9. It may be seen from a reading of this provision that this section is of application to a case where a capital asset is an asset in respect of which deduction on account of depreciation has been obtained by the assessee in any previous year. In the case before us, the assessee had obtained a deduction on account of depreciation in the previous years. In that event, Section 50 provides that the provisions of Sections 48 and 49 shall be subject to the modifications indicated in Clauses (1) and (2). Section 49 having no application here and only Section 48 -having application, that alone has to be read subject to Clause (1). Clause (2) applies to a case to which Section 49 applies. So, that again has no application to this case. That means that in the case of the assessee the provision in Section 48 has to be read subject to the modification that the written down value as defined in Clause (6) of Section 43 of the asset as adjusted shall be taken as the cost of acquisition of the asset. Hence, though Section 55(2) gives an option to an assessee to choose one of the two values as the cost of acquisition for the purpose of Section 48, in a case to which Section 50 applies, Section 48 had to be read subject to the modification and, consequently, theoption would not be available. The cost of acquisition would have to be taken in such a case as the written down value as denned in Clause (6) of Section 43. That is what the ITO did. That, according to us, is the correct approach.
10. We are not impressed with the contention of the learned counsel for the assessee that since the definition of 'cost of acquisition' in Section 55(2) will apply for the purpose of Section 48 and this is a case to which Section 48 would so apply, Section 55(2) must govern despite Section 50 of the Act. That would be to render Section 50 inoperative. We do not see why we should resort to such a construction. While the option contemplated under Section 55(2) of the Act will be available in every case where capital gains is determined in accordance with Section 48, that would not be the case where what is applicable is not Section 48 as such but Section 48 as modified by Section 50. The special provision must necessarily operate in such a case so as to render the option under Section 55(2) unavailable and also to equate the cost of acquisition in such a case with the written down value as defined in Clause (6) of Section 43. The same view has been taken by the Allahabad High Court in CIT v. Upper Doab Sugar Mills : 116ITR240(All) , with which decision we agree. The Allahabad High Court followed the said decision in the later decision in Prime Products Pvt. Ltd. v. CIT : 116ITR473(All) .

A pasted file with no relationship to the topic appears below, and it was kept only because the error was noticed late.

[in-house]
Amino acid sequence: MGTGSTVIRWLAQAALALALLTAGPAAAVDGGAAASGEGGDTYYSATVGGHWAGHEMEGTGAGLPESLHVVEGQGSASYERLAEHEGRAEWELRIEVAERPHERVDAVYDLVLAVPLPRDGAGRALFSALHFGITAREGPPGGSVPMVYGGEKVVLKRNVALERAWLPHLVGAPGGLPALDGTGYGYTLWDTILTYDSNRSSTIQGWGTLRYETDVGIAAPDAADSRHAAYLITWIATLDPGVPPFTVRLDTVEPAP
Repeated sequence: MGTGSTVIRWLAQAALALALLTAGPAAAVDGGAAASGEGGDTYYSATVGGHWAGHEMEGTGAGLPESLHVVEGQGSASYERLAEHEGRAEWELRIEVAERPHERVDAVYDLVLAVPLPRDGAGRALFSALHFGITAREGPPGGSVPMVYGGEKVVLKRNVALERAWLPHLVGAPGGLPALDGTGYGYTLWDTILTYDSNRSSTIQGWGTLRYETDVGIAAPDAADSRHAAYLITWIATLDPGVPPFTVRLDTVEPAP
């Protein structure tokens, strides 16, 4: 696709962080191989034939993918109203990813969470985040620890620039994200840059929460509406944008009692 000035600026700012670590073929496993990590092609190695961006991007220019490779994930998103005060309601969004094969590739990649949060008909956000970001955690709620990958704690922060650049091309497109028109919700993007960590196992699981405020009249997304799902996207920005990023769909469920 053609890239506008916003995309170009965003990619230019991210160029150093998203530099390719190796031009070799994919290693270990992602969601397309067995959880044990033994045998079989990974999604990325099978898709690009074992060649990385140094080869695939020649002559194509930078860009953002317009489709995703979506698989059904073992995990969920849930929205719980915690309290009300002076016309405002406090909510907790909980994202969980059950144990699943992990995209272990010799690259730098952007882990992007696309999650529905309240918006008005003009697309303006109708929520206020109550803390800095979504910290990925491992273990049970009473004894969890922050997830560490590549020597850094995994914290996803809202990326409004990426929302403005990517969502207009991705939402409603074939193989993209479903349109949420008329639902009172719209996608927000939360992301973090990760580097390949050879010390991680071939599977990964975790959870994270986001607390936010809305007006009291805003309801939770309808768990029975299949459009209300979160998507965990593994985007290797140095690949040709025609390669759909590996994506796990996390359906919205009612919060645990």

11. Now, we come to the next question. That question turns on what exactly the term 'benefit or amenity or perquisite' means. We are concerned with Section 40(a)(v) of the Act as it stood during the assessment year 1971-72. With effect from April 1, 1972, Clause (a)(v) stood omitted and the provision is now re-enacted with modifications in Section 40A(5) inserted by the Finance (No. 2) Act of 1971. Asit stood at the relevant time, Section 40(a)(v) read :